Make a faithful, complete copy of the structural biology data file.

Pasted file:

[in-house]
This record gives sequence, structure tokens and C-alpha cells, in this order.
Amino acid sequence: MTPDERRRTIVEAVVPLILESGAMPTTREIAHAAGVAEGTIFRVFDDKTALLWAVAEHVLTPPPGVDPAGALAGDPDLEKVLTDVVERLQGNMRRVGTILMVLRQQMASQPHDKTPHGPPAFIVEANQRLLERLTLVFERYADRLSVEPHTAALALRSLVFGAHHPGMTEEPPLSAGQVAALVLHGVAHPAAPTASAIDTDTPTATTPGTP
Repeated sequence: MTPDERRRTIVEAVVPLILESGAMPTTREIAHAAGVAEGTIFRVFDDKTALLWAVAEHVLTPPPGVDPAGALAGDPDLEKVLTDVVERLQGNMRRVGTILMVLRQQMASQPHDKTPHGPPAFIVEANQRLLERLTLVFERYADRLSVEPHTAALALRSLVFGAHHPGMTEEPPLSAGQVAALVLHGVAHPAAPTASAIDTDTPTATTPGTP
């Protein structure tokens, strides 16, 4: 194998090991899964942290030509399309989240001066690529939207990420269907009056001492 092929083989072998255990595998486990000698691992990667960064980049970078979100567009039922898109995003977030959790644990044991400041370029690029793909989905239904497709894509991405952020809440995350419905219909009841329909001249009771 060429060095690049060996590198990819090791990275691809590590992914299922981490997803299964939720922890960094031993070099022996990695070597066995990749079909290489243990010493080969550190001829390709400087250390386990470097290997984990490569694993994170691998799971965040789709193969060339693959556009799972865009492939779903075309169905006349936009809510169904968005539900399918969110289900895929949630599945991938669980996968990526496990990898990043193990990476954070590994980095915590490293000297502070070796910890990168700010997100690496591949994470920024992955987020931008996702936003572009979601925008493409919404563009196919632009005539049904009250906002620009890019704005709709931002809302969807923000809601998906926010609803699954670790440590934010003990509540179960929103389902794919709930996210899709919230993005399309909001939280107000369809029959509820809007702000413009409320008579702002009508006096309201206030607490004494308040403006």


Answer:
[in-house]
This record gives sequence, structure tokens and C-alpha cells, in this order.
Amino acid sequence: MTPDERRRTIVEAVVPLILESGAMPTTREIAHAAGVAEGTIFRVFDDKTALLWAVAEHVLTPPPGVDPAGALAGDPDLEKVLTDVVERLQGNMRRVGTILMVLRQQMASQPHDKTPHGPPAFIVEANQRLLERLTLVFERYADRLSVEPHTAALALRSLVFGAHHPGMTEEPPLSAGQVAALVLHGVAHPAAPTASAIDTDTPTATTPGTP
Repeated sequence: MTPDERRRTIVEAVVPLILESGAMPTTREIAHAAGVAEGTIFRVFDDKTALLWAVAEHVLTPPPGVDPAGALAGDPDLEKVLTDVVERLQGNMRRVGTILMVLRQQMASQPHDKTPHGPPAFIVEANQRLLERLTLVFERYADRLSVEPHTAALALRSLVFGAHHPGMTEEPPLSAGQVAALVLHGVAHPAAPTASAIDTDTPTATTPGTP
């Protein structure tokens, strides 16, 4: 194998090991899964942290030509399309989240001066690529939207990420269907009056001492 092929083989072998255990595998486990000698691992990667960064980049970078979100567009039922898109995003977030959790644990044991400041370029690029793909989905239904497709894509991405952020809440995350419905219909009841329909001249009771 060429060095690049060996590198990819090791990275691809590590992914299922981490997803299964939720922890960094031993070099022996990695070597066995990749079909290489243990010493080969550190001829390709400087250390386990470097290997984990490569694993994170691998799971965040789709193969060339693959556009799972865009492939779903075309169905006349936009809510169904968005539900399918969110289900895929949630599945991938669980996968990526496990990898990043193990990476954070590994980095915590490293000297502070070796910890990168700010997100690496591949994470920024992955987020931008996702936003572009979601925008493409919404563009196919632009005539049904009250906002620009890019704005709709931002809302969807923000809601998906926010609803699954670790440590934010003990509540179960929103389902794919709930996210899709919230993005399309909001939280107000369809029959509820809007702000413009409320008579702002009508006096309201206030607490004494308040403006």